Q: What do you get when you convert lawn to waterwise plants?
A: Dramatic cuts in consumption and maintenance coupled with surprisingly better aesthetics and functionality.
This revelation proved true in long-term studies such as the City of Santa Monica’s garden\garden. And it proved true in our 4 projects chronicled in earlier Grass Be Gone posts that removed 9,300 square feet of lawn. With only 700 square feet left in 3 narrow strips by the house, I thought we were done.
Then 4 months ago, I shrunk the strip shown in BEFORE photos below. My motivation was to soften and better integrate the 10-13′ by 30′ lawn between the pool and stone wall. The tapered green swath felt off-balance, and the wall with a steep slope and another wall above looked severe.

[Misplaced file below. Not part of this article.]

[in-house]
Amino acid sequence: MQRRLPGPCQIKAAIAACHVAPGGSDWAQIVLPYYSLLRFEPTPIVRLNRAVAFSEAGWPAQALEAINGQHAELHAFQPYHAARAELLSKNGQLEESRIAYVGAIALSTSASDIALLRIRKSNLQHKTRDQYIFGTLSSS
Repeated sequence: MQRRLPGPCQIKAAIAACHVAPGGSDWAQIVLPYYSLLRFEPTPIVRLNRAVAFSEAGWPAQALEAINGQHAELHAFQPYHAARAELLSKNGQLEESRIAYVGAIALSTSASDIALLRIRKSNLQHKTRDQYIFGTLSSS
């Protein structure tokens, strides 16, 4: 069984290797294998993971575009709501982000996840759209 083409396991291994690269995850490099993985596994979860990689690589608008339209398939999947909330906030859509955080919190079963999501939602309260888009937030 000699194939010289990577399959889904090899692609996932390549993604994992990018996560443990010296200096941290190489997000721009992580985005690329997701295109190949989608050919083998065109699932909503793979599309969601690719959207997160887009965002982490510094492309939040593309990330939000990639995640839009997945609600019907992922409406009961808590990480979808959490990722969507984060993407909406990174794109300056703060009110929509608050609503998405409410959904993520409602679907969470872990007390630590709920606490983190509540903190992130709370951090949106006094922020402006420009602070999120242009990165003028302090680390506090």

AFTER photos below show that even small lawn conversions boost function, beauty, and conservation. Highlights are a stone bench set in the same Cherokee Creek flagstone used nearby. Agapanthus Queen Mum and Euphorbia cotinifolia repeat from the adjacent bed, accented by Pedilanthus bracteatus and Yucca ‘Blue Boy.’ The grass is 7’ by 26’ so smaller radius rotators and 1 less spray head suffice, and water use is 30% less.
Our 5 conversions since 2014 transformed our property’s 10,000 square feet of lawn into 550 square feet of lawn and 9,450 of lush gardens. Similar to Santa Monica’s garden/garden, consumption plummeted 80%. When lawn lovers like us can remove so much and be so happy with the results, others can too.
Yet, since rationing ended this spring, demand for sod has surged. Reasons range from America’s love affair with lawns, to assumptions that gravel and cacti are the only alternatives, to beliefs that our water crisis passed. Given other options’ strengths and climate change’s reality, we have more work to do.